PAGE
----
Home' Scoop : Scoop 52 Contents 114 SCOOP AUTUMN 2010
It s a 60-million strong "army" worldwide.
Impervious to blistering heat, freez-
ing cold, pelting rain, or pretty much
anything nature can throw at em (well,
lightning excepted perhaps).
But these aren t soldiers slavishly following
orders -- these are golfers, the most determined
(mad?), focused group of sports men and women
on the planet, who voluntarily will head off on the
hottest, coldest, wettest or windiest day in a battle
of wits, and stamina, against -- themselves.
For this is one sport where, even in a tourna-
ment, you are really only ever competing with
yourself. And that s the appeal of modern golf,
invented by the Scots some 800 years ago (one
theory is it dates back to shepherds knocking
stones into rabbit holes on what is now the site of
St Andrews) and capable, to this day of driving its
exponents -- good, bad, "hacker" or professional --
to the depths of despair or giddy heights of sheer
delight, often within the same round or even the
In Australia, more than 1.7 million people are
hooked on the game; Western Australia alone has
120,000 registered players. But many, many more
are happy to head out to the public courses and
have a "whack around".
Make no mistake though -- golf is a difficult
game at the best of times, which is why anyone
thinking of taking it up, or improving their game,
needs professional help.
The object of the game is -- or should be --
simple; try to get a non-moving ball into each of
the nine or 18 holes on a course in as few shots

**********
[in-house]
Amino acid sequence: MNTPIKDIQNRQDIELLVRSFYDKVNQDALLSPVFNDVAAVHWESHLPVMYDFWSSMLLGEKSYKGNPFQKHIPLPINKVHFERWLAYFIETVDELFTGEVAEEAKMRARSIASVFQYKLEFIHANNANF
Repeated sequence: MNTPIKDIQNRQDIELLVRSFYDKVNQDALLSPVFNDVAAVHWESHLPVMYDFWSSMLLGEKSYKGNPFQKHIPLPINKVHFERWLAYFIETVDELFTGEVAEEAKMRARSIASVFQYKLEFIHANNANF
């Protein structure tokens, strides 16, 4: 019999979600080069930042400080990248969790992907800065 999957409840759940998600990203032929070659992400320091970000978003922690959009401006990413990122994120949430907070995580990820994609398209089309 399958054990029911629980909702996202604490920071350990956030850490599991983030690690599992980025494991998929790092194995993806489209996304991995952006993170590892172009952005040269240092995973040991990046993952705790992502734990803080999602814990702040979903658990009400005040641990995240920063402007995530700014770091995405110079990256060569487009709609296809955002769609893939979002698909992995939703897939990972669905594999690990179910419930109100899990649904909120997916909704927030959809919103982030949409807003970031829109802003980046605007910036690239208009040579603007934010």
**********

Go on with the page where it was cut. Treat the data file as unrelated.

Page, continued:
possible. A golf course has a par rating, normally
72, but taking just 72 shots to complete a round
is usually the domain of the very, very select few,
professionals and the like.
However, golf s handicap system, in theory
gives even a beginner a fighting chance of racking
up a good score; you are basically allowed a certain
number of "extra" shots in a round, which you can
deduct to get your actual net score.
It is reckoned that fewer than 10 percent of
ALL recreational golfers break 100 shots for a
round, so a good target if you are just starting out
is the magical ton. As you get better, you set your
sights on a lower net score and so on.
But starting out in golf can be a daunting expe-
rience; standing on the first tee of a public course
for the first time, with a gallery keenly watching,
is akin to turning up for your first day of work in
So confidence, married to sound technique, is
Scotland's King James II once banned golf because it was proving a distraction for his archers, who
were supposed to be honing their skills to fight the English. But more than 500 years later, golf is as
addictive as ever...and in WA, one of the most accessible sports going. text norman burns
DID YOU KNOW?
There is a strict line between amateur
and professional golf. Prizes in amateur
events (club championships and the
like) are limited to $1200 in value; if you
accept something over the value of
this, you lose your amateur status.
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